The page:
Laura Broadway

I made her acquaintance via her note penned on the back.

Dear Cousin Orpha I send you this my Photo as you know I am much Better looking than this is when you want the Milk to sour quick hold this Photo over it your affectionate Cousin Laura Broadway

(If you love this as much as I do, you can see the scan here.)

Don’t know about you, but I like her. She’s got vinegar–enough to sour milk, evidently!

The search begins

Of course, while poking around on FamilySearch, I couldn’t find her. Or rather, I found Laura Broadways, but I had no way to narrow down the field. The name was simply too common…

…which gave me the idea to look for Orpha Broadway.

This too was a guess–after all, cousins may or may not share a surname. None of mine are Heinemans, after all. That’s just how the apples fell from the tree.

However, I did find an Orpha Broadway. In Illinois, no less.

I do believe this tree bears more shaking than I have room for today, but this is a mystery I want to revisit, and soon…!

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“As you know, I am much better looking than this is”… [Tweet this]

Finally, a use for those unflattering photos! [Tweet this]

Also, I have a novel update!

Just in time for my birthday! Whispers in the Branches is in the final stages of production and may be available as early as next week. It’s received several warm endorsements, including this one:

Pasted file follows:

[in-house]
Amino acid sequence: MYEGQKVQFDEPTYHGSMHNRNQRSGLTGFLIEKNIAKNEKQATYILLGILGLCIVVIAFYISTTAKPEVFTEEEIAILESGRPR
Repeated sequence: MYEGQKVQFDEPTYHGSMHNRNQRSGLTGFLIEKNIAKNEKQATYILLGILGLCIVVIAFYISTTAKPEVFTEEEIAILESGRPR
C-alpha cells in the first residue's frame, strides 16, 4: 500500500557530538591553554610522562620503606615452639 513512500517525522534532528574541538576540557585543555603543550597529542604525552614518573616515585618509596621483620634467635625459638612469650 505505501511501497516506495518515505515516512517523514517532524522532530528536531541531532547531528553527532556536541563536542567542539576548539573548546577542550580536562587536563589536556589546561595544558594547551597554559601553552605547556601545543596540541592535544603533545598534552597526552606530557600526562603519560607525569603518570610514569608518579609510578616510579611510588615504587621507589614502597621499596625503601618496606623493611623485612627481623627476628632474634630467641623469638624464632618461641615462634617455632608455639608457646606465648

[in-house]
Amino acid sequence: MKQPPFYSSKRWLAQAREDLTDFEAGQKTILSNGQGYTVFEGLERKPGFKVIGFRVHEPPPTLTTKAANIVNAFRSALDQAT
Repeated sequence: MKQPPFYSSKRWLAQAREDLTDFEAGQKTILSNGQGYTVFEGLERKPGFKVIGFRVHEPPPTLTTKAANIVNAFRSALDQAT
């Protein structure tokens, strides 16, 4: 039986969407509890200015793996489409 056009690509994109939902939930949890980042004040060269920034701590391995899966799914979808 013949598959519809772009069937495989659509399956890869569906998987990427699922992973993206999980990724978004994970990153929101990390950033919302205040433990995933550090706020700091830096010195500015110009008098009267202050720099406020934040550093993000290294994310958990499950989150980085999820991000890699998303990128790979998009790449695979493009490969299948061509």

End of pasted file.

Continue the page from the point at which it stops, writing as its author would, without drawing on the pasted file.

In Whispers in the Branches, debut author Brandy Heineman pens a fast-paced, entertaining and ultimately touching story mixed with ghosts and genealogy and sprinkled with God.  Her delicious prose sizzles and soars as she introduces grieving Abby Wells who uproots her life in Ohio to search for family secrets in Georgia.  Abby encounters a haunted house, a feisty great aunt and a young, handsome caretaker in her new surroundings as she grapples with grief, the truth of her family’s past and the unseen presence of something deep and spiritual.

–Elizabeth Musser, author of The Swan House,The Sweetest Thing,The Secrets of the Cross trilogy

It’s exciting and humbling that I’ll soon have my very first book out there to offer to all of you. :)

What I know…

I have some good tid-bits for your this time–

The ebook edition of To Win Her Heart by Karen Witemeyer is on sale. Pretty sure this deal ends today, so if you want it, get it now. Karen is one of my favorite authors, and I loved this book so much!